To Queen’s Park for Grace Dent, and a visit to Carmel, which was “welcoming and vibrant” on “a freezing cold Wednesday” in early January; “the place was busy with folk keen to try this new North African/East Mediterranean opening from the folk behind east London’s Berber & Q”.
It’s the “much more grown-up relative” of Berber & Q, however: there’s no “loud, pulsating house music” and it’s “dainty, delightful, good for… a date night”.
The menu is “lush, laboured over and decidedly finickety”; the “real flavours are in the smears, yoghurts and dressings”, which can be mopped up with the “warm, fresh sourdough flatbreads”.
“Carmel exudes a sort of low-watt, twinkly joy, with candlelit tables, low-key music and delightful staff.”
“This January, as post-Covid Britain lies broken and defenceless before their advance,” here come the “giant, always hungry fast-food corporations” as “the British independent restaurant scene lies battered and groaning and close to death”.
An unexpected review from Giles Coren this week: he was in Westfield Stratford City, trying out Popeyes Louisiana Kitchen, “the “Louisiana fried chicken” chain that is aiming for 350 [branches] in double-quick time” (close behind Wendy’s which is planning 400 UK branches selling their trademark square hamburgers, also starting in Westfield). He even delves into the “lively political backstory” of fried chicken in America.
Giles took his children along; his son who loved fried chicken (but has “never had actual KFC”) and daughter who saw “Popeyes on TikTok” when “its new chicken sandwich “broke the internet” stateside”. 20 minutes in the queue gave him a “giant bag of dubiously farmed, deep-fried fowl portions”. His chicken sandwich was – “by the standards of the genre” – “extremely good… unexpectedly light and crisp”
“If this kind of thing is going to be all that’s left of our restaurant culture then, like Winston Smith with Big Brother, I guess we are going to have to learn to love it.” (6/30)
The Mail on Sunday
Tom Parker Bowles in YOU Magazine visited the “much-loved Mayfair old timer” Langan’s, which “just reeks of cash” thanks to its recent facelift. (“Staff are clad in immaculate outfits… and cutlery is heavy enough to fight off any corporate raider.”)
The service was “swift, smiling and not overly intrusive” and the wine and food were “precipitously priced”.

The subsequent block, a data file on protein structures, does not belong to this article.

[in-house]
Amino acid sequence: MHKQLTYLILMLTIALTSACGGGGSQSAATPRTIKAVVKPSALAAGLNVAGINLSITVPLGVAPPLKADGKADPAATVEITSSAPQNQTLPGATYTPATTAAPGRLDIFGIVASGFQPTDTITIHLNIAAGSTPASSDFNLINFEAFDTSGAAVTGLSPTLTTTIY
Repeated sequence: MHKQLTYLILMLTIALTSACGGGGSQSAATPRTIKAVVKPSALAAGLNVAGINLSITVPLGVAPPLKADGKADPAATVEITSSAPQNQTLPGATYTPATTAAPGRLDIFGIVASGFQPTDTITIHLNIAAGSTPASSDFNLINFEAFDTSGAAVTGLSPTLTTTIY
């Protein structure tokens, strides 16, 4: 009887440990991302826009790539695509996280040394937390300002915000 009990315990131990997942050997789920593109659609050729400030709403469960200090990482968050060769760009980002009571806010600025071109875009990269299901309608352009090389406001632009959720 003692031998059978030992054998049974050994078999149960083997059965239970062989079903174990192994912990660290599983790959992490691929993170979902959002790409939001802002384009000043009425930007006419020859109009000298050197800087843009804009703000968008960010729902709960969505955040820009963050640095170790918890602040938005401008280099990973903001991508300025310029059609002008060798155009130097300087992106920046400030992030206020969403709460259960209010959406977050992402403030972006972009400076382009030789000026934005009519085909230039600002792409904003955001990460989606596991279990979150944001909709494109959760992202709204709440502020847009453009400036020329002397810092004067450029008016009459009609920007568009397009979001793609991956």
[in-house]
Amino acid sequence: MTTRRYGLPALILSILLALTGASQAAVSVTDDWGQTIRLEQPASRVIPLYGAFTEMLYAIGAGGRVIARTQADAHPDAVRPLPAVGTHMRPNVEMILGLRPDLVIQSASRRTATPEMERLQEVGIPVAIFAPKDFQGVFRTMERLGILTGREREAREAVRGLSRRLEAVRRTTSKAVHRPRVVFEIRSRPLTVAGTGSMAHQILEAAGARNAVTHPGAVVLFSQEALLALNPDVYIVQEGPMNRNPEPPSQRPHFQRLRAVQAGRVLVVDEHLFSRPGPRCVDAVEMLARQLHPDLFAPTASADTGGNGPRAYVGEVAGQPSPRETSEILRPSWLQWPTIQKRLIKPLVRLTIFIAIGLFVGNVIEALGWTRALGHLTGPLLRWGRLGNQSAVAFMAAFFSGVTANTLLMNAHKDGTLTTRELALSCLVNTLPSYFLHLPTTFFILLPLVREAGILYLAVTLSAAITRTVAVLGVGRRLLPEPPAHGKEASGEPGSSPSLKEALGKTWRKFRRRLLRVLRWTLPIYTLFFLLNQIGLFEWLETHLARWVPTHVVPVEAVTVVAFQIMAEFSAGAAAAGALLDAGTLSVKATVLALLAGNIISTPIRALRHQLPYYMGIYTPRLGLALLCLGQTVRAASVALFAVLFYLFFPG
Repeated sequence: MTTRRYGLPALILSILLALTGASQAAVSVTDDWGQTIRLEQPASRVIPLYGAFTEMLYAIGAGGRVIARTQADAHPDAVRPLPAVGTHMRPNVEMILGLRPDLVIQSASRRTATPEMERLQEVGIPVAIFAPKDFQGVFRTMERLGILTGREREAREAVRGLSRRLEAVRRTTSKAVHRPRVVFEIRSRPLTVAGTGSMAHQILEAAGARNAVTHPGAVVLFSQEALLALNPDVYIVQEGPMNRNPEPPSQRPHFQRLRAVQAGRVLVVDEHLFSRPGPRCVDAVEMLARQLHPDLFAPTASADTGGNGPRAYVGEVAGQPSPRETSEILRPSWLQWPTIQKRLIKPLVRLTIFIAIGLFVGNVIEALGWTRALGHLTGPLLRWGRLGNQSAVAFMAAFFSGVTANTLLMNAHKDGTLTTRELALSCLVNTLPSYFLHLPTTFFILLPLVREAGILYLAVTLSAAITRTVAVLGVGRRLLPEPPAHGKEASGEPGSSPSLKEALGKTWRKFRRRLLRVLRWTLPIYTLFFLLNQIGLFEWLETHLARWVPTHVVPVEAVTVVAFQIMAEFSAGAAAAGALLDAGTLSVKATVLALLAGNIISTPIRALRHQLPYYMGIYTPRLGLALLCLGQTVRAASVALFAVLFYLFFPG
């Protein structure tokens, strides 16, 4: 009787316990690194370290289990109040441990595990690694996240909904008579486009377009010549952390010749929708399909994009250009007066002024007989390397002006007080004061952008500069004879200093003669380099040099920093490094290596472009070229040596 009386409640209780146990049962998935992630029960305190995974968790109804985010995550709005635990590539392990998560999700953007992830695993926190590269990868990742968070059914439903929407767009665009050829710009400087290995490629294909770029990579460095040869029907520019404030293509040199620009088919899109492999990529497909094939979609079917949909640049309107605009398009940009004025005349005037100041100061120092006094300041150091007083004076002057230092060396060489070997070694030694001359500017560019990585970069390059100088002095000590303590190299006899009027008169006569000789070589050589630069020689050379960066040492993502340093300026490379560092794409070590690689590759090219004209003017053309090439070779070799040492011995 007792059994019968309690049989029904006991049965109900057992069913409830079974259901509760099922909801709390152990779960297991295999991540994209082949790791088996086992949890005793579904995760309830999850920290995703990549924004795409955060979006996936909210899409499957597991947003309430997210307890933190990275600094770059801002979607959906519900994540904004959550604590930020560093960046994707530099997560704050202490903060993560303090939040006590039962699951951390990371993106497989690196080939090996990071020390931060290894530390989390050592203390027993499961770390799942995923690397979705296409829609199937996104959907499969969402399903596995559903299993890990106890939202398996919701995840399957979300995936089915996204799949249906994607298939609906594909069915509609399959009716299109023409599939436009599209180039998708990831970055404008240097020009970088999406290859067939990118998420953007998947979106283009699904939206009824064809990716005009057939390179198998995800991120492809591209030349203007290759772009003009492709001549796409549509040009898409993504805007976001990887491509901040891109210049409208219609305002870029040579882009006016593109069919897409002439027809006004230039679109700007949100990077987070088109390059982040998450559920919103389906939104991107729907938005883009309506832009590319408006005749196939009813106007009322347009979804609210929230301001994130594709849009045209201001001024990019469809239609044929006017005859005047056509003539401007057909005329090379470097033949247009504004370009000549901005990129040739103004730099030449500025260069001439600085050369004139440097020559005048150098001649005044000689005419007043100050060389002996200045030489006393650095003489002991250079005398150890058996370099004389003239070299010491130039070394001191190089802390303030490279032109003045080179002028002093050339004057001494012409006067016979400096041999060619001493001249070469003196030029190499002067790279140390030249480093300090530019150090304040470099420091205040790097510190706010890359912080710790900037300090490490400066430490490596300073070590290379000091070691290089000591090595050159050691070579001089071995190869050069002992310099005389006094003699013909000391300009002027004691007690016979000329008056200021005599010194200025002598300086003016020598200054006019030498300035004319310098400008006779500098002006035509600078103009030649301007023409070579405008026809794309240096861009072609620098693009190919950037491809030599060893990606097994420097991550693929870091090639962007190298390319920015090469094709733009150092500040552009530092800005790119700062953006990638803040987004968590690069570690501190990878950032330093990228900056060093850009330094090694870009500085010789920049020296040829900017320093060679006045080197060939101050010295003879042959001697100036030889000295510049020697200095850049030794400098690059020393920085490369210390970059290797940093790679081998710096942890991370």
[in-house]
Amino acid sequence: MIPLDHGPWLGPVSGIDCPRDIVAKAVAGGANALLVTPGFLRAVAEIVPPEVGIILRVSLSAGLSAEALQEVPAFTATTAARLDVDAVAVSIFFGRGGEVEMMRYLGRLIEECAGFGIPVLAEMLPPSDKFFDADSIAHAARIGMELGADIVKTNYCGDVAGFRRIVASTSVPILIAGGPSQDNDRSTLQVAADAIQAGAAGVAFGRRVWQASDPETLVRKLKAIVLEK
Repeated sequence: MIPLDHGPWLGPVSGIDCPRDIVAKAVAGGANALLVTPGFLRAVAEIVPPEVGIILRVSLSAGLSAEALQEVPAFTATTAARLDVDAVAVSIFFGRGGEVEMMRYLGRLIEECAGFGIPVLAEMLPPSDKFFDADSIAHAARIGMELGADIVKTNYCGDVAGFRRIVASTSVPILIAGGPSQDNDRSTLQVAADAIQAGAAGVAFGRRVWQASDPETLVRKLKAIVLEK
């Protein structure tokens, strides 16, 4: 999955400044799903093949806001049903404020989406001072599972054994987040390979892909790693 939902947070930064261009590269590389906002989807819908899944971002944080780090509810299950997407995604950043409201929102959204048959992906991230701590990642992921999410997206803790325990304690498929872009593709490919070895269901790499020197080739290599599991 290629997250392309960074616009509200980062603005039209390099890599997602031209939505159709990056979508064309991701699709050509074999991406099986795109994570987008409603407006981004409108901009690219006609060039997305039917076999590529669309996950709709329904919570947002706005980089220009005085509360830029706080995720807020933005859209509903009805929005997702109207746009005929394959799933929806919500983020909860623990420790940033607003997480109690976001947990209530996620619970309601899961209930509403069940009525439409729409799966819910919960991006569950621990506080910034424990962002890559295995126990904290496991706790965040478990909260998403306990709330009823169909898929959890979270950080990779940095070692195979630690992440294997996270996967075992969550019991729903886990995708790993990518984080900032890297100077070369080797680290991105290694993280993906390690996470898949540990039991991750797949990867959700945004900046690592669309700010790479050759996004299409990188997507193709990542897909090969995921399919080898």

“I know this is Mayfair, where punters panic if prices are too low. But over £100 for a roast chicken for two and £24 for roasted cauliflower seems excessive.” And, even worse, “it’s not like the cooking even justifies these prices”. One dish was “an edible affront”, while the crab on toast “resembles cold cat sick” and was “so goppingly awful that one bite is enough”.
“The whole place is slick but sad, all swagger and no soul… Not so much the rebirth of a legend, as a damp, dreary squib.”
“Where at the Clove Club there is a tasting menu and a culinary approach to pushing boundaries, Luca seems to take this same technique and shine its light in a heartier, more fundamentally lovely way.”
“I may have been a little late to the Luca party, but now that I have arrived I really don’t want to leave.”
In The FT’s magazine Tim Hayward reviewed Manteca, Shoreditch: “I’m going back for the snout… I fell on the pig-head fritti the second the plate hit the bar, bursting with boiling, fatty, cartilaginous oozings”.
In The Scotsman, Gaby Soutar reviewed The Crusoe hotel on the quayside at Lower Largo; it was named for Alexander Selkirk, whose real-life desert island experience inspired Daniel Defoe to write Robinson Crusoe. It was “recently taken over and renovated by restaurateurs Graham and Rachel Bucknall” who own a couple of other venues.
On Koffmann & Vines, the dynamic duo headed for Dim Sum & Duck – becoming a cult classic on the dim sum scene, just a short stroll from Kings Cross. Awarded excellent, “They say the chef has 30 years’ experience without specifying where. I am most reminded of Royal China. If you love Chinese food, are willing to risk queueing and don’t mind a dining room that isn’t much fancier than a canteen, Dim Sum Duck is for you”. [We agree, Ed]